Local news outlets are working hard to help local officials discredit conservative lawmakers who’ve proposed a radical idea—giving Texans more control over their property taxes.
Unlike what a recent Dallas Morning News article wrongly suggests, the Senate’s reform plan does not impose a “state cap” on property taxes—it simply lowers the amount localities can raise taxes without voter approval.
The DMN went on to criticize “misleading” data used by State Sen. Paul Bettencourt (R-Houston) to show how quickly tax burdens have grown. They cite numerous sources – including some from “liberal” think tanks – to argue why taxpayers should shut up and stop complaining. But perhaps the easiest statistic to understand is one their rebuttal failed to mention.
The cost of all local governments in Texas has increased 50 percent over the last twenty-five years, after adjusting for population growth and inflation. In other words, Texas’ localities are collecting 50 percent more tax revenue per person today – after adjusting for inflation – than in 1992.
The reason for this phenomenon is quite simple. As population growth causes land values to rise, governments refuse to lower their tax rates, with rare exception. This allows them to raise taxes on existing residents and collect additional revenue from new taxpayers, without changing their tax rate.
The Texas Municipal League – a government lobbying association – continues to incorrectly claim Bettencourt’s reform would “cap” the growth of city and county budgets, thereby hurting their ability to pay for police and other needs. Officials such as Arlington’s Mayor Jeff Williams and Frisco’s Mayor Maher Maso have also criticized lawmakers using similar rhetoric.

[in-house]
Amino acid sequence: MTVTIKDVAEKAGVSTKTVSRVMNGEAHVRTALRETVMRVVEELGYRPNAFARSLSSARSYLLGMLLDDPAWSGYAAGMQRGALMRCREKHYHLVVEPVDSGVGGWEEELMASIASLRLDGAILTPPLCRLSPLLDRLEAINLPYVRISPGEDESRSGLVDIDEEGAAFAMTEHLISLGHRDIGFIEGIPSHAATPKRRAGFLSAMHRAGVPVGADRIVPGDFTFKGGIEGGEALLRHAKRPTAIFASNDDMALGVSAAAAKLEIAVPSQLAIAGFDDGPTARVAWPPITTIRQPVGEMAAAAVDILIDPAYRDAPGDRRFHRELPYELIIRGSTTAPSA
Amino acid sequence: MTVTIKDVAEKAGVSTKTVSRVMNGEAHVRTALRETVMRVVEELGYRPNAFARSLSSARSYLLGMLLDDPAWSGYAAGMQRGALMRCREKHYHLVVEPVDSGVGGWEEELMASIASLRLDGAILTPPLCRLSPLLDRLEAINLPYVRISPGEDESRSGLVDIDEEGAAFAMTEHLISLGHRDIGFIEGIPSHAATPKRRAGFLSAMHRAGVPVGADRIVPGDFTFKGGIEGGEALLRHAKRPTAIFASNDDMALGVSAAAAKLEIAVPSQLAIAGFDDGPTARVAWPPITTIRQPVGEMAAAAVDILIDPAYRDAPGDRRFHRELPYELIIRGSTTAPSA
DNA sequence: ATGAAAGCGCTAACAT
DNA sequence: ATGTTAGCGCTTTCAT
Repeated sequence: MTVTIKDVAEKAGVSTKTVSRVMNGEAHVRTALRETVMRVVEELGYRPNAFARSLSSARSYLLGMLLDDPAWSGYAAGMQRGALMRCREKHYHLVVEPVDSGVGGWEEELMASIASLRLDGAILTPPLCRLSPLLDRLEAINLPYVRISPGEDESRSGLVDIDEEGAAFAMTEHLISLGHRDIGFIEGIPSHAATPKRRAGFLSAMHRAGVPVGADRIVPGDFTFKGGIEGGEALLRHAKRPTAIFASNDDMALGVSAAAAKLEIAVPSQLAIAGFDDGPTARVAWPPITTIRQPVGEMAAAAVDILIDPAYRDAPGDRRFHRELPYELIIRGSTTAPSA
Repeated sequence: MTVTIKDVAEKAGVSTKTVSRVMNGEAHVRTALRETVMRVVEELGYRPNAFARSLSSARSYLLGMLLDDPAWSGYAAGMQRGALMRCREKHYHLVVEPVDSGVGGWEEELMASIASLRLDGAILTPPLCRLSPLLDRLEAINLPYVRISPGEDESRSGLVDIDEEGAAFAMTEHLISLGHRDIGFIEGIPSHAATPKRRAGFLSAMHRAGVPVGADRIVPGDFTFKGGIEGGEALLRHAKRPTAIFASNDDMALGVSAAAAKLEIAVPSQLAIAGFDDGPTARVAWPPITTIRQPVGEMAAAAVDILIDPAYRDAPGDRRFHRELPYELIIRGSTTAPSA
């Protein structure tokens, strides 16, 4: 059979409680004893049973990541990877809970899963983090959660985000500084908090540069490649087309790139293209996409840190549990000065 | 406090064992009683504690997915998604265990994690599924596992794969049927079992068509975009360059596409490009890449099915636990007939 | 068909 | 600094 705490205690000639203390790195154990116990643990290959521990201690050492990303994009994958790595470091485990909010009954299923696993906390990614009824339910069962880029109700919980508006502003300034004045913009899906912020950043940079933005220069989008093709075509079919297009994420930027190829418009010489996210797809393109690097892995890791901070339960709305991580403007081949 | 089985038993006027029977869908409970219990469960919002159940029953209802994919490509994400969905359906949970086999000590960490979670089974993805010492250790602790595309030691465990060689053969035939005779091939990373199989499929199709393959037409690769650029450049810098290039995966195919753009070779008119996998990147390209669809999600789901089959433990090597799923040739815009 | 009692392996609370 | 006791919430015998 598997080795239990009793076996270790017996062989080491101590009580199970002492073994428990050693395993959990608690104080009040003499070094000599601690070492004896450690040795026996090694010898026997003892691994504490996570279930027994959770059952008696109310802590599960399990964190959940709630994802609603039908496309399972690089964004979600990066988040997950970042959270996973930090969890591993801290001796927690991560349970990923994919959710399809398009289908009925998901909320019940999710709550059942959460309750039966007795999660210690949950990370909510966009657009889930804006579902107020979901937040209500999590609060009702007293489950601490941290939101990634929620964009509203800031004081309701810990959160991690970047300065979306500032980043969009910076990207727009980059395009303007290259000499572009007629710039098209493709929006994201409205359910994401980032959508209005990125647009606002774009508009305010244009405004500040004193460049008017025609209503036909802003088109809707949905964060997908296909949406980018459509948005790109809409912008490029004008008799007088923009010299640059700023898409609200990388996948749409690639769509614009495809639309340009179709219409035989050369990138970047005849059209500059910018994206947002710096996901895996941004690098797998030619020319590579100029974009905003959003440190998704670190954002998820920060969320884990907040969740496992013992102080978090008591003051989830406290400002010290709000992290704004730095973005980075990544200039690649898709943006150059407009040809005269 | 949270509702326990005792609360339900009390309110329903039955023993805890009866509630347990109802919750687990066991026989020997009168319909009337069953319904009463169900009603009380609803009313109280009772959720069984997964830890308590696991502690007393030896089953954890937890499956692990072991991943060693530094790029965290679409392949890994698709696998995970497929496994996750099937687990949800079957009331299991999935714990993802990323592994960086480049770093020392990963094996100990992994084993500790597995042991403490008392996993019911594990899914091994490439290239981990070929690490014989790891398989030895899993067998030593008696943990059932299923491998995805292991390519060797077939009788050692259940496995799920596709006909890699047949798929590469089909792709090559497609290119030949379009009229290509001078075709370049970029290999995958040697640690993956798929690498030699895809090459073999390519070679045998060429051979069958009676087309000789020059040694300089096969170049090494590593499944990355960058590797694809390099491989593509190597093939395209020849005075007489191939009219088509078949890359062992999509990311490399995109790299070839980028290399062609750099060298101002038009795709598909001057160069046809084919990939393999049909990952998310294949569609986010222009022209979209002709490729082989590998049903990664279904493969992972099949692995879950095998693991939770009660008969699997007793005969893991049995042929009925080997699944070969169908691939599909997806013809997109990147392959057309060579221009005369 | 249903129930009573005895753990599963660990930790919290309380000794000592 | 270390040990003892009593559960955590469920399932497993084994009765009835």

But despite their misleading title, even the DMN’s piece admits TML’s claim is factually incorrect. Bettencourt’s proposal to lower the “rollback” rate does not actually cap what localities can tax—it simply places the tax increase before voters.
This “rollback” limit is currently set at 8 percent. It allows cities and counties to collect 8 percent more revenue from the same properties it taxed the previous year before voters have any recourse. But the law does not automatically require voter approval to break the limit. Bettencourt’s proposal would both lower the limit to 4 percent and require voter approval to exceed it.
If the Senate’s proposal passes, cities such as Frisco would have to obtain voter approval to continue to their tax-hiking habits. Rising appraisals in Frisco means officials need to cut tax rates almost every year to prevent collecting significantly more money from the same taxpayers. To date, they have refused to do so, raising taxes 38 percent in total over the last five-years.
Texas homeowners pay the 4th highest property taxes in the nation, and are nearly the highest among the eight other states that do not levy a personal income tax.
The Senate’s proposal to lower the rollback rate and empower voters should be the first of many steps in reforming an outdated tax code. Local officials who echo misleading “growth” arguments from government-lobby groups either don’t understand our tax system or are afraid of accountability from constituents. Perhaps it’s both.